Unforgiven (Yurusarezarumono): Toronto Review
Director Lee Sang-il does a remake of Clinton Eastwood's 1992 classic, "Unforgiven."
In a cross-cultural acknowledgment of his debt to Japanese cinema for the source of his breakthrough film, A Fistful of Dollars, Clint Eastwood, along with Warner Bros., authorized this solid remake of his 1992 classic Unforgiven. Substituting destitute samurai for washed-up gunslingers and remote northern Hokkaido for Wyoming, writer-director Lee Sang-il would have been foolish not to stick closely to the dramatic core and characters of David Webb Peoples' great screenplay, although he does add some interesting secondary elements of his own. With Ken Wantanabe, who starred in Eastwood's “Letters from Iwo Jima,” stepping confidently into Eastwood's role, this robust “Eastern” should perform strongly in its home territory, where it opens Sept. 13.
As before, the tale centers on a grizzled killer with much blood on his hands who, having promised his late wife to reform and not kill again, struggles to keep a little farm going while raising two young kids. The lonely patch of land where Jubei (Watanabe) battles the elements is near the sea and now, in the 1880s and more than a decade after the Meiji Restoration has resulted in the reunification of Japan, the chilly area remains a bastion for scattered remnants of the former shogun's samurai army.
As before, this charged, sorrowful tale of men playing out fates to which their natures destine them begins with the mutilation of a prostitute in a village brothel. When local authorities fail to dispense proper justice, the other ladies post a 1000 yen reward to anyone who will make sure the two guilty brothers get what's coming to them. The offer eagerly is embraced by old coot Kingo (Akira Emoto, in Morgan Freeman's part), who twists his old samurai colleague's arm to join him in splitting the reward, something Jubei could sorely use.
Significantly finding that his sword is stuck in its scabbard, Jubei reluctantly leaves his two little kids alone at the forlorn cabin (“Kill a chicken if you get hungry!,” he yells at them as he leaves) and they set out, joined by young wild card Goro (Yuya Yagira, following in Jamiz Woolvett's footsteps). The older men share some significant history, having killed the emperor's pursuit team as members of the shogun's personal guard, a past that will not be appreciated by fanatical police chief Ichizo (Koichi Sato, the Gene Hackman equivalent) who's now in charge of the area.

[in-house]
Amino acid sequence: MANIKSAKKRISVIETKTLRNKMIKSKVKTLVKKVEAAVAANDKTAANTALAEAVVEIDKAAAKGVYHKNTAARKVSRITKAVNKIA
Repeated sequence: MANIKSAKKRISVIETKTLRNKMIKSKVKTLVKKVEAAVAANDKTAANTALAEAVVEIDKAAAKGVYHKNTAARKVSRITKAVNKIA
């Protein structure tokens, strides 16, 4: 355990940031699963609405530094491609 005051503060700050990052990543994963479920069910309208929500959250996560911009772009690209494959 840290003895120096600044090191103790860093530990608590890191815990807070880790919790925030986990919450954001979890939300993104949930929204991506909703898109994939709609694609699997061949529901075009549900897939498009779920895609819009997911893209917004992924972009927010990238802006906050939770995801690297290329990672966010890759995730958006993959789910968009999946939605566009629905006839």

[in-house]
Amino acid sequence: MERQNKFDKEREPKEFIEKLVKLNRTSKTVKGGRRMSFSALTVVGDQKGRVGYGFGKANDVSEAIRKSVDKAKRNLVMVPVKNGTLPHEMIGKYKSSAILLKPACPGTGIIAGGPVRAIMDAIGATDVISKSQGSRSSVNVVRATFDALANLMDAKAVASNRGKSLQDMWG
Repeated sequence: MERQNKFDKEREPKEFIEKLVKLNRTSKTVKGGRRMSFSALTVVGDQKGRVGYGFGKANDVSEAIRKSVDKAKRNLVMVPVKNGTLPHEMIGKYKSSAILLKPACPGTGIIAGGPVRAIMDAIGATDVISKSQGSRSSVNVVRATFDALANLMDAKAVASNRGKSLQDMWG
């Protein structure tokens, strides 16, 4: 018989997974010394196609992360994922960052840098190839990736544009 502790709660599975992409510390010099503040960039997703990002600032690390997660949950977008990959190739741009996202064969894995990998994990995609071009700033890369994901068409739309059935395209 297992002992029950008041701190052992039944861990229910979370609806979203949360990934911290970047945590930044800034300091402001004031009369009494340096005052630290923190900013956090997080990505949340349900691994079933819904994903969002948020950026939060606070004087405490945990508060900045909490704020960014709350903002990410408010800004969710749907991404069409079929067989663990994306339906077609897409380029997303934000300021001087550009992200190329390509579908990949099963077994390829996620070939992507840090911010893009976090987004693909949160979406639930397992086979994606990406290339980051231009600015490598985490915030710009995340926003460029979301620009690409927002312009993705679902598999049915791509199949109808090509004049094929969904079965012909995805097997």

The backdrop provided by political change in Japan at the time is further augmented by the emperor's campaign against Hokkaido's indigenous Ainu, hunter-gatherers whose language is heard here in spots. Although firearms exist, part of the cinematic rationale for transplanting the story to Japan certainly rests in the appeal of trading in guns for swords, which produces some good, if hardly legendary, action along the way.
With his sixth feature, Lee displays a feel for rugged outdoor shooting, well conveying the harsh winter's corrosive effect on his aging warriors, even if Wantanabe, at 53 nearly a decade younger than Eastwood was when he saddled up in his version, doesn't have the resonant leathery fatalism of his American predecessor. While watching this remake, one recalls how much the iconography of Eastwood, his position as the last of the great Western stars and the legacy of the genre informed so much of what Unforgiven was all about. Eastwood's film was a major late panel in the giant mural of artistic representations of the West, whereas the new one, in the end, is just a decent movie.
As the trio makes its way toward its date with destiny, Ichizo's sadism is played up, as it is particularly visited upon an engaging old-timer (Jun Kunimura, in the Richard Harris role) through some prolonged beatings and torture. The prostitutes are well integrated into the fabric of the community and story, and the ending is showier affair this time around.
Standing on its own, this Unforgiven is perfectly watchable, even decent. But it will always be but a footnote.
Venue: Venice, Toronto film festivals
Opens: Sept. 13 (Japan) Warner Entertainment
Production: Warner Entertainment Japan, Nikkatsu, Office Shirous
Cast: Ken Watanabe, Akira Emoto, Koichi Sato, Yuya Yagira, Jun Kunimura
Director: Lee Sang-il
Screenwriter: Lee Sang-il, based on an original screenplay by David Webb Peoples
Producers: Shinichi Takahashi, Suguru Kubota
Executive producer: Yuji Ishida
Director of photography: Norimichi Kasamatsu
Production designer: Mitsuo Harada, Ryo Sugimoto
Editor: Tsuyoshi Imai
Music: Taro Kwashiro